By Luisa Maria Jacinta C. Jocson, Reporter
THE agriculture industry must take up a bigger share of supplying the Philippine food requirement in order to contain inflation and blunt the impact of global supply chain disruptions, analysts said.
“We must move quickly to shore up our domestic agricultural sector as well as ensure a healthy stock of staples and other food. We will need actual quick and effective measures to ensure (that food is sufficient), which in turn should cap inflation pressures,” ING Bank N.V. Manila Senior Economist Nicholas Antonio T. Mapa said in an e-mail.
“Failure to do so could result in the quicker acceleration of inflation, which if not checked could result in civil unrest, as experienced by some other nations this year,” he added.
Mr. Mapa said that supply chains were already tight even before the outbreak of the Russia-Ukraine crisis.
“The loss of Russian and Ukrainian wheat from global markets has heightened concerns about food security and we’ve seen sovereigns resort to export bans to safeguard domestic supply. Wheat, sugar, chicken and even palm oil are just a few of the commodities we’ve seen banned for export to date,” he added.
He said that export bans will help stabilize supply and inflation in countries that implement them; however this may limit global supply and keep supply chains under pressure.
“China’s recent shutdown is not helping either as it adds yet another challenge for already constrained supply chains,” he added.
Federation of Free Farmers National Manager Raul Q. Montemayor said that with countries implementing export bans, the risks of an import-dependent food policy have become apparent.
“Exporting countries themselves are now limiting, if not stopping, the outflow of critical food products. So, we have no recourse but to rely on our own agriculture sector to produce as much food as we want,” he said.
“We still have time. We can produce rice and corn in three to four months, chicken in less than a month, and vegetables in a few weeks. But we have to act fast. And we have to give the proper signals and support to our farmers. We need to help them out with their rising costs for fertilizer, fuel and other production requirements. But we will only discourage them if we continue allowing unlimited imports,” he added.
Philippine Chamber of Agriculture and Food, Inc. President Danilo V. Fausto said that the government must wean itself off imports and step up efforts to ramp up domestic production.
“Providing cheap food for the consumers and fighting inflation through imports is a short-term solution. Producing our own food requirements, although a much longer process, will be more sustainable for our people. We appeal for a level playing field from the government. Doing otherwise, we will be shooting ourselves not in the foot but in the head,” he said.
“The government should provide the right environment and incentives for the private sector to invest, expand their production, value chain and supply chain logistics, not kill them with competition from cheap and subsidized imported products,” he added.
Mr. Fausto said that the supply chain disruptions and food crisis have been expected for some time. “Amid the talk of a cost-of-living crisis and national elections, people have lost sight of a far more serious threat: a global and domestic food shortage. Even before the Russian invasion, the World Food Programme had warned that 2022 would be a terrible year,” he said.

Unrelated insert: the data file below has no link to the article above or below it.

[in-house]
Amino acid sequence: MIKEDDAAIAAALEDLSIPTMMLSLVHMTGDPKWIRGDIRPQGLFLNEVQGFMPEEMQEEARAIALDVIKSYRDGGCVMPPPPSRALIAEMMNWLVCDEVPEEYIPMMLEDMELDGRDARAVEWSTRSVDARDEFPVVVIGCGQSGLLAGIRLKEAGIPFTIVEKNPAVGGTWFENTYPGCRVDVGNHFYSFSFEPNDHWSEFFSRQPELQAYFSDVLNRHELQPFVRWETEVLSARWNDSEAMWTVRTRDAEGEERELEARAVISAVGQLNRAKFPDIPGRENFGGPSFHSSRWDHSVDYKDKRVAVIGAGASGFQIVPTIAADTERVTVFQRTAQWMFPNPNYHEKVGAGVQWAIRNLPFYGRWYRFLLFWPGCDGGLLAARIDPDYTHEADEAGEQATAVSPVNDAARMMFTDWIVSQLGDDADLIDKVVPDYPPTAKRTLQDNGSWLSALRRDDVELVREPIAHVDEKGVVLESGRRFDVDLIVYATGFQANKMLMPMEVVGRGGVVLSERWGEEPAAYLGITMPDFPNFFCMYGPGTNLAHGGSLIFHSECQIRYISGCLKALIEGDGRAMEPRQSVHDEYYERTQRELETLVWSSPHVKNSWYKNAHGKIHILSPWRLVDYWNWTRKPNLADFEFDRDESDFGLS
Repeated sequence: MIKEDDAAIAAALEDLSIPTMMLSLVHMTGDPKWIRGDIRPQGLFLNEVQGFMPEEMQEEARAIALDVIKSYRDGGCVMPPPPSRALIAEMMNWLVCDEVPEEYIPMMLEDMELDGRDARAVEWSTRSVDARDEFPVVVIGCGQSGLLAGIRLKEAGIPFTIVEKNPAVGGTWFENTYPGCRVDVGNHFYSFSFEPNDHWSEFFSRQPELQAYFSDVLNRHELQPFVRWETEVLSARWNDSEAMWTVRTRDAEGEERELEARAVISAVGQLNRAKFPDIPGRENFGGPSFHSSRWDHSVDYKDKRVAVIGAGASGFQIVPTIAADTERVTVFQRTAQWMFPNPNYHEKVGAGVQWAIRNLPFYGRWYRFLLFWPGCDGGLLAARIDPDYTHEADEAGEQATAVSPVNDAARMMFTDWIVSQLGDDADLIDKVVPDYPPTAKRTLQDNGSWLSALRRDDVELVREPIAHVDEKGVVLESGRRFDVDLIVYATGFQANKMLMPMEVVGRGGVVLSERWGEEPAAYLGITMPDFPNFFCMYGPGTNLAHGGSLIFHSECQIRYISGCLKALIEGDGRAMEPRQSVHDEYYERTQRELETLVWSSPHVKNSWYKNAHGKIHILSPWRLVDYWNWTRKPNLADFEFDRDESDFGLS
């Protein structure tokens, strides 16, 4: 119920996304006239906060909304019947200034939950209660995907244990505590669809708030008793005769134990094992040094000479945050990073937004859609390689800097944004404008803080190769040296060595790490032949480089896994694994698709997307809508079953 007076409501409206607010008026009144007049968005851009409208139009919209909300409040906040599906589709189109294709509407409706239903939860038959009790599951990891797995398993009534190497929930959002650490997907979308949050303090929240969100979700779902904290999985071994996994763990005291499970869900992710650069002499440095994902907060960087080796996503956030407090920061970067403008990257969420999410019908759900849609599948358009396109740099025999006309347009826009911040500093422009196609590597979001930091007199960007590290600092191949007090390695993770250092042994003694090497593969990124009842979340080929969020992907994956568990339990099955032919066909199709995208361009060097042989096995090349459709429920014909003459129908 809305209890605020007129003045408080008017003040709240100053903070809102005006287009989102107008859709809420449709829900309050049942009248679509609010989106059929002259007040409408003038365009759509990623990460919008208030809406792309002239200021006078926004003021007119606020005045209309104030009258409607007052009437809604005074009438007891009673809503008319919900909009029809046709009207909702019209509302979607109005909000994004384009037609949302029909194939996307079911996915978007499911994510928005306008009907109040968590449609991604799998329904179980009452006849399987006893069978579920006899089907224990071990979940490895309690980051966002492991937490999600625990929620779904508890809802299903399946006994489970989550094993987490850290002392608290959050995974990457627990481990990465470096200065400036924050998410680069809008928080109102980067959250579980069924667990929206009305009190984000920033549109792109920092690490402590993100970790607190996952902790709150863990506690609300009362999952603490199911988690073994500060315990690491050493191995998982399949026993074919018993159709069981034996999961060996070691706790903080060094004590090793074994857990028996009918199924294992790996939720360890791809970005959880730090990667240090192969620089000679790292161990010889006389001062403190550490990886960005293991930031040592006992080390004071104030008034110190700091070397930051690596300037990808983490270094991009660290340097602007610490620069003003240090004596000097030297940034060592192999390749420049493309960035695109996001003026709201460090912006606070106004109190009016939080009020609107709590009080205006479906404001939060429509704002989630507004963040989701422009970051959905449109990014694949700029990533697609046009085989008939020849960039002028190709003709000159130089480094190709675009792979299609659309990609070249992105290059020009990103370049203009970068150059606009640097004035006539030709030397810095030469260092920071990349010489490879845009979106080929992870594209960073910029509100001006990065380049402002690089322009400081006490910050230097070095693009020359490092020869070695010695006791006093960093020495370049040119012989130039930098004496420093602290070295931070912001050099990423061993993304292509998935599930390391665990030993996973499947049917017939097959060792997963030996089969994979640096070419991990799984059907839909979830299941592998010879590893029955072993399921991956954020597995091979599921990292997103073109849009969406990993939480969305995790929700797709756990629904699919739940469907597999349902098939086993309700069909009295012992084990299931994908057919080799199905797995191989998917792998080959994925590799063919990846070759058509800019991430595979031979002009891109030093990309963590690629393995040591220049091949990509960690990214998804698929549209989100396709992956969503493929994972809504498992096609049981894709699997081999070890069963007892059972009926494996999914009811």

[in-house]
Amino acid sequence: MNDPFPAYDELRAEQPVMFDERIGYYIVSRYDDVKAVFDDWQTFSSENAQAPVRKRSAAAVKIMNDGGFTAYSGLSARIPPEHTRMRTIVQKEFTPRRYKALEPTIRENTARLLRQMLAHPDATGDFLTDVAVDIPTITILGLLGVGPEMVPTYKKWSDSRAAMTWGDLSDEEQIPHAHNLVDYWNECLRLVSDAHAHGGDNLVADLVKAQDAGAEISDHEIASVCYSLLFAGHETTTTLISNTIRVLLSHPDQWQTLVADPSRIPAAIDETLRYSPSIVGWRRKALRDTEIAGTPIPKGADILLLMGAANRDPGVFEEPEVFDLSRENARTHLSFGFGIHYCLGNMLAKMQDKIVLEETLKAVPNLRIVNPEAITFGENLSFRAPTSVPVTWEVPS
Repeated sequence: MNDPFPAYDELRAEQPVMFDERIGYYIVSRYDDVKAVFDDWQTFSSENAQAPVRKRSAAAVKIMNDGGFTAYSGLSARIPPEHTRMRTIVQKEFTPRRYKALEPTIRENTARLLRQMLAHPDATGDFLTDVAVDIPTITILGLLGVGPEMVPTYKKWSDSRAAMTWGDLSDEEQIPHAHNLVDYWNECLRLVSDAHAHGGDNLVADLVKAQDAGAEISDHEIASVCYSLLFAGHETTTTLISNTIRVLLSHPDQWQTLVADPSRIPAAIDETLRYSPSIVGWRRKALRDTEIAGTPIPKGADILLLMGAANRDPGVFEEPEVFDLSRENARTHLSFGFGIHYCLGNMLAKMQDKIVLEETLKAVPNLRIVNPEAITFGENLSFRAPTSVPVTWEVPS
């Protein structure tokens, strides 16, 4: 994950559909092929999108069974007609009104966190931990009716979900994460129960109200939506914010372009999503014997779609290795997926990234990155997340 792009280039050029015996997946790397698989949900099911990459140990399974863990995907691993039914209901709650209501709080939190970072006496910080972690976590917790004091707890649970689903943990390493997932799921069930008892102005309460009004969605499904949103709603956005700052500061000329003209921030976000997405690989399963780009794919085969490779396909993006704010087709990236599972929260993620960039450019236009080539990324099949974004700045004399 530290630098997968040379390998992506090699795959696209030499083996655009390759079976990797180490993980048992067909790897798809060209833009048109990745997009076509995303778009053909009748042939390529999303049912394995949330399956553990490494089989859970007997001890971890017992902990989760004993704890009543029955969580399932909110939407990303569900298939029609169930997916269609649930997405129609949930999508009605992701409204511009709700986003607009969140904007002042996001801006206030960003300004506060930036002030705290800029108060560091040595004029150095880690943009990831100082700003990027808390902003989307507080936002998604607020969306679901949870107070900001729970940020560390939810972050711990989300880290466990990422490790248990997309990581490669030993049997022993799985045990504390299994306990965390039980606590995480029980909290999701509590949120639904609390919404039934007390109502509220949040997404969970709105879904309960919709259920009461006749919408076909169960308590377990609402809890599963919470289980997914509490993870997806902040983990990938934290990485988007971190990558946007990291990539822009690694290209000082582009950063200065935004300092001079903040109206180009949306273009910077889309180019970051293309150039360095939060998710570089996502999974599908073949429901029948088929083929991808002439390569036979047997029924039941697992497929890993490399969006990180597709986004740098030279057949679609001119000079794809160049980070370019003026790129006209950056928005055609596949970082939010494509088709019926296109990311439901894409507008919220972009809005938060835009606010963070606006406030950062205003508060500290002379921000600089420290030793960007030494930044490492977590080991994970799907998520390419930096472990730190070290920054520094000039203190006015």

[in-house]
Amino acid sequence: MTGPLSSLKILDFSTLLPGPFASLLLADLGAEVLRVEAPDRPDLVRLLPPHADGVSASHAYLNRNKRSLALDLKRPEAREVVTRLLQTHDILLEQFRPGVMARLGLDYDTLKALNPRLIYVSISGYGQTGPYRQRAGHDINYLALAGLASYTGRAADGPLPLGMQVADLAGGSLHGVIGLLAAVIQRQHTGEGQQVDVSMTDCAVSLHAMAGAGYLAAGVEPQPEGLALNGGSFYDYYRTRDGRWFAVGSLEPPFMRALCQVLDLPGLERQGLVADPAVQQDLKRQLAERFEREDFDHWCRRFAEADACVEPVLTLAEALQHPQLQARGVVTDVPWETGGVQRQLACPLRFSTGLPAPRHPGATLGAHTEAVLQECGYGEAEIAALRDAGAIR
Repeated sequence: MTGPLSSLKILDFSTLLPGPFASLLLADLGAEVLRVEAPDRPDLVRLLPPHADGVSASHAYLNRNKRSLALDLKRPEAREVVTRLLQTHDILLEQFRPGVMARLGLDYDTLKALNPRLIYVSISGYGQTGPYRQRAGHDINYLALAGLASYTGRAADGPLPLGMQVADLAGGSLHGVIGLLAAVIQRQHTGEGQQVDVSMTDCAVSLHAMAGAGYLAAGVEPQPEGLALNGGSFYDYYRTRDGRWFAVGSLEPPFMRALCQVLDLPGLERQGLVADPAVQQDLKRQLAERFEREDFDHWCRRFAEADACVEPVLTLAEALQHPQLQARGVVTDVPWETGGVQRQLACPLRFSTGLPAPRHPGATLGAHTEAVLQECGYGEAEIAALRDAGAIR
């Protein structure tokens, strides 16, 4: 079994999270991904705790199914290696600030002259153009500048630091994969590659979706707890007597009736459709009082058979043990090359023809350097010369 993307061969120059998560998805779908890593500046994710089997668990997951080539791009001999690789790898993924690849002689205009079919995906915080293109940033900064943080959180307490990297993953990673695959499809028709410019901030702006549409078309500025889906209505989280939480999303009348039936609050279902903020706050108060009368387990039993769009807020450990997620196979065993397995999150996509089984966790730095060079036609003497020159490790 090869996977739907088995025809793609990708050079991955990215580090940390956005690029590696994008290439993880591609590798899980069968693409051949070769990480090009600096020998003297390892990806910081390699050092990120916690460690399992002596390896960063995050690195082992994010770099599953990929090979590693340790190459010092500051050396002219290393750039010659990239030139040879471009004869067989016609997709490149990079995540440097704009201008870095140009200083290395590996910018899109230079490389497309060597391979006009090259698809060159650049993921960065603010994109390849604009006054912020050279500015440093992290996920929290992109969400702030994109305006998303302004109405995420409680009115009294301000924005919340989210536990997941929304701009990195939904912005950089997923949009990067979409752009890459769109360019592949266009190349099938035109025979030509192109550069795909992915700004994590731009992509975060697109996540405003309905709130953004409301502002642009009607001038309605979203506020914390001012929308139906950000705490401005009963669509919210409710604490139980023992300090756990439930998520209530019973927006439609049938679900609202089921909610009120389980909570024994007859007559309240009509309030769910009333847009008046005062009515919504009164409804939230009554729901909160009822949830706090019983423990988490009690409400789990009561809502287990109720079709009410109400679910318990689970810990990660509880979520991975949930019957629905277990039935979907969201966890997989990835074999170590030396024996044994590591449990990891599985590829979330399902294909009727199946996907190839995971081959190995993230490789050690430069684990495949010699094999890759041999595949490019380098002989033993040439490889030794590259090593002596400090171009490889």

“As it happens, I understand that a brutal heatwave is scorching India, the world’s second-largest wheat producer; China, the largest, has said that, after rains delayed planting, this year’s crop may be its worst ever,” he added.
Mr. Fausto said the next administration must increase the agriculture budget and fairly distribute the funds across all sectors of agriculture.
“We appeal to the government that food production should not be sacrificed when the Department of Budget and Management performs haircuts on future budget allocations,” he said.
He said a first border inspection quarantine facility will be crucial for food safety and deterring the smuggling of farm products.
“We need to protect especially our hog and poultry industry by instituting biosecurity measures and stopping smuggling of agriculture products to (protect) our producers. While hogs are being decimated by African Swine Fever (ASF), we also have to protect and provide solutions to our poultry and fisheries sector, (which provide sources of) protein for people shifting from the consumption of pork,” he added.
His also backed the use of tariff collections to support commodity producers.
“Just like in the Rice Tariffication Law, all revenue derived from tariffs from imported commodities must be utilized to (develop the corresponding domestic industry that is competing with the imports). Most important is support for the corn industry. On a macro level, if we want to solve our problems in hog and poultry, we have to increase the productivity and efficiency of our corn industry,” he said.
“We are now on our own. With the private sector providing 95% of the total investment vis-a-vis the total Philippine agriculture output, we need to further expand and increase our production to feed our people. But how on earth can we do this if our own government is preventing us from doing so?” he added.